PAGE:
Phyllis Smith Asinyanbi

Jose Ivan was found on a boat in the Pacific Marshall Islands atoll Thursday and said he was lost at sea since Sept. 2012, surviving on birds, fish and turtle blood when no water was available.

Reportedly, Ivan and a friend set out from Mexico heading toward El Salvador, but his sea mate died several months ago.

Two islanders spotted a small fiberglass boat awash on a remote Pacific atoll and discovered Ivan who was emaciated with a beard, long hair and wearing tattered underwear. The boat was found over 8,000 miles away from the starting point.

Ola Fjeldstad, a Norwegian anthropology student doing research on the Marshall Islands, said “His condition isn’t good, but he’s getting better.”

Because of a language barrier, details are not available. Reportedly, there were no fishing rods on the boat, but there was a turtle inside.

Fjeldstad told Agence France-Presse reporters by phone, “The boat is really scratched up and looks like it has been in the water for a long time."

When Ivan was found, he was taken to the main island, which is so remote that there is only one phone line. He met the mayor who then called the Ministry of Foreign Affairs at the Marshall Islands capital per Fjeldstad.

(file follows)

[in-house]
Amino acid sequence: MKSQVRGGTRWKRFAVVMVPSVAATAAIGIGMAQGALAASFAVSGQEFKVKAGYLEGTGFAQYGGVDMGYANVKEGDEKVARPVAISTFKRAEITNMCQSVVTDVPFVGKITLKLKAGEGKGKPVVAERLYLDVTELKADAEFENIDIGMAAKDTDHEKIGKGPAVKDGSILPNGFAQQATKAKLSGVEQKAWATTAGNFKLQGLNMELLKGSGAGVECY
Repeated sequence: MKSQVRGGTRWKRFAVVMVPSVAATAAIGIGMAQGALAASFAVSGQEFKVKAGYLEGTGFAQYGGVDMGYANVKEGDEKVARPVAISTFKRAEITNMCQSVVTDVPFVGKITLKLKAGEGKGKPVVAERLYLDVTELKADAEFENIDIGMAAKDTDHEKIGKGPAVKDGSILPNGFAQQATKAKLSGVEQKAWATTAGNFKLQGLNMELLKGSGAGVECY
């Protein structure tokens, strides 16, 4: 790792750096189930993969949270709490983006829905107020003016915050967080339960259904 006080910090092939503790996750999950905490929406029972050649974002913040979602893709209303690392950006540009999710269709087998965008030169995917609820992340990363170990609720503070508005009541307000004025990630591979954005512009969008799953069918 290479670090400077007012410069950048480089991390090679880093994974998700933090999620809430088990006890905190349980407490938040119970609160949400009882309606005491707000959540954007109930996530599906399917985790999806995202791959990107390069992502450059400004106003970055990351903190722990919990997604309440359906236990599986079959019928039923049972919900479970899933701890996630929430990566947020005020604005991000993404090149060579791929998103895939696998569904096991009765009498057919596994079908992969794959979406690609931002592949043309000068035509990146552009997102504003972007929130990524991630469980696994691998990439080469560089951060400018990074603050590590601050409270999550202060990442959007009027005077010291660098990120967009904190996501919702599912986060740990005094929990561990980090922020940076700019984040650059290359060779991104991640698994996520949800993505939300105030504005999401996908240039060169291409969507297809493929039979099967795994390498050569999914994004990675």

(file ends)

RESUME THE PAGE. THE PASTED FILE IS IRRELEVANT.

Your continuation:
He is now staying at a house where a family is feeding him.

Ivan was given a health check up and had no serious illnesses, but needs help to walk.

Fjeldstad said, “We’ve been giving him a lot of water, and he’s gaining strength.”

Fraser Christian, a Coastal Survival school teacher, said the man’s story is “remarkable,” but believable, and it is possible to catch small fish and turtles by hand.

Christian also said if in a similar situation and forced to eat turtles, start with their eyes which contain “lots of fluid”, then drink the blood.

He also said the major issue for Ivan would have been dehydration and exposure stating, "The basic rule is, no water, no food . . . If you have no fresh water and it doesn't rain for a few days, so you can't collect rainwater, you have basically had it."

Christian also said some are better able to survive than others and it boils down to “ . . . how used they are to dealing mentally with hardship.”

Click here for more reports by Phyllis L. Smith Asinyanbi.

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